It was, therefore, with some relief that I was bailed out by the arrival of another visitor. Hubert Langersberg is here to enjoy a few days fishing, courtesy of a client. Hubert is a Chartered Accountant from Spokane and by far the most educated an urbane company I have enjoyed on my solo travels. His Dad and his uncle had been forced to flee from the German occupation of The Netherlands. After the war, they decided that it was sufficiently possible for such a situation to occur again, and they took the decision to move. The uncle to Australia and Hubert’s Dad to Texas, neither able to speak a word of English. Hubert’s Dad decided to learn English and to apply for citizenship. The upside was that he was successful but the downside was that he was then drafted and sent to Fort Lewis, north of Seattle. He stayed in the region after he finished in the army, hence Hubert’s Washington roots. Hubert is one of 5 children who have all settled in other states, apart from him. I was amused by a question he asked me. I always say I come from near London, which every American knows. Most have no idea of the geography of Britain and I have had several queries as to how far this is from Liverpool/Manchester/Newcastle. Hubert asked whether I was the Dover side of London ( fine ) or the Stockbridge side. This would not be the place west of London most would select for locational purposes. It is, however, a trout fishing mecca, which Hubert visited in the 1970s.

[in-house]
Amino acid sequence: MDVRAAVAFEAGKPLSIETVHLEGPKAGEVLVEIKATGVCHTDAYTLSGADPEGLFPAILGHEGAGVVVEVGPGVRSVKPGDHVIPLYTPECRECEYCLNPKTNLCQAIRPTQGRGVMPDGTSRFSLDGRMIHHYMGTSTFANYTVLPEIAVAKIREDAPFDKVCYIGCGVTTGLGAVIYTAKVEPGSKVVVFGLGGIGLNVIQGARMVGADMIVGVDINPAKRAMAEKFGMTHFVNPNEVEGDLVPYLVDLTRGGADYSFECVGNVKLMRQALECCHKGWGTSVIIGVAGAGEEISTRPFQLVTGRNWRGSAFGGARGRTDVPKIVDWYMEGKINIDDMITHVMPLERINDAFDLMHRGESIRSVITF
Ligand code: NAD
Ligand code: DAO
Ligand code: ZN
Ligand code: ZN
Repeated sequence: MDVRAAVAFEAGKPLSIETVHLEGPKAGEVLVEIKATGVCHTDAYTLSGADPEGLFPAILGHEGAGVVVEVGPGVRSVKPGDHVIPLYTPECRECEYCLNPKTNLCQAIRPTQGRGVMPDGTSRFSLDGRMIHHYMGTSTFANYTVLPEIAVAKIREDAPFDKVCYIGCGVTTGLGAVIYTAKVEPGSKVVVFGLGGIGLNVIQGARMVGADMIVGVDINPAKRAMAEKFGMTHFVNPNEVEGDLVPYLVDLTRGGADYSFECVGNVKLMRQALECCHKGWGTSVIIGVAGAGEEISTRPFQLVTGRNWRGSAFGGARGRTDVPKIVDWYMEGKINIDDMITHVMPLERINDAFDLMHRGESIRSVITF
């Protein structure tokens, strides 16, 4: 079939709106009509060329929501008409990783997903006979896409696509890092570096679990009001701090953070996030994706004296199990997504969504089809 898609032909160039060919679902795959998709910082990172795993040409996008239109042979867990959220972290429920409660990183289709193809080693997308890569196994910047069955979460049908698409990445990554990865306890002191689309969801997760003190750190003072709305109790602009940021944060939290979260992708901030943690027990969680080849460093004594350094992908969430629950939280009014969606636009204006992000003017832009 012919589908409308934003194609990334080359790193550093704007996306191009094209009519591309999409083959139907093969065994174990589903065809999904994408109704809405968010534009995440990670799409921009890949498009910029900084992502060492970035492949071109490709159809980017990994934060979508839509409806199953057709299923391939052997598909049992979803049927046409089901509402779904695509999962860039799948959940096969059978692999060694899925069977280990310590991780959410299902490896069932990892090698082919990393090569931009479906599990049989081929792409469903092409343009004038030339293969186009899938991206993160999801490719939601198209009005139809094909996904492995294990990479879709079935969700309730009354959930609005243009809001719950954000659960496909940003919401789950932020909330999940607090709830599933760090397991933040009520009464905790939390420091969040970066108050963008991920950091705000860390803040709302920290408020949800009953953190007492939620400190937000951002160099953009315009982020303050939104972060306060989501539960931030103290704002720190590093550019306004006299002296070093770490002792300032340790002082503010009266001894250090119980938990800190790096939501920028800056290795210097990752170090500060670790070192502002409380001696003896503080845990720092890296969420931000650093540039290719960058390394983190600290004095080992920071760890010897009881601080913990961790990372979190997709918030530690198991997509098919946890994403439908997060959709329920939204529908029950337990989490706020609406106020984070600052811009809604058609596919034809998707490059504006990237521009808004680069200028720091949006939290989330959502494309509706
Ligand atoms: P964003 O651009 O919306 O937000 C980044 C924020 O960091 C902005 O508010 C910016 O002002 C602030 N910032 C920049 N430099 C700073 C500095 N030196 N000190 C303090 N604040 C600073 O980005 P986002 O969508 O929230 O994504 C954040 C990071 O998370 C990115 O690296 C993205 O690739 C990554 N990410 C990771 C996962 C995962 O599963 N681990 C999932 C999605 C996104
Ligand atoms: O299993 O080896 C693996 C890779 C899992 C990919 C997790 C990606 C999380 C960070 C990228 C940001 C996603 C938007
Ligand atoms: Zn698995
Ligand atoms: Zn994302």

I did make a mistake about the continental divide. It was very simply stated on a sign at the roadside somewhere east of Butte.
I think I may have a day off people tomorrow. Yellowstone is the second major geographical site of the tour and I’m going to maximise that experience.

Wednesday, 29 September 2010

Butte Montana 29 Sept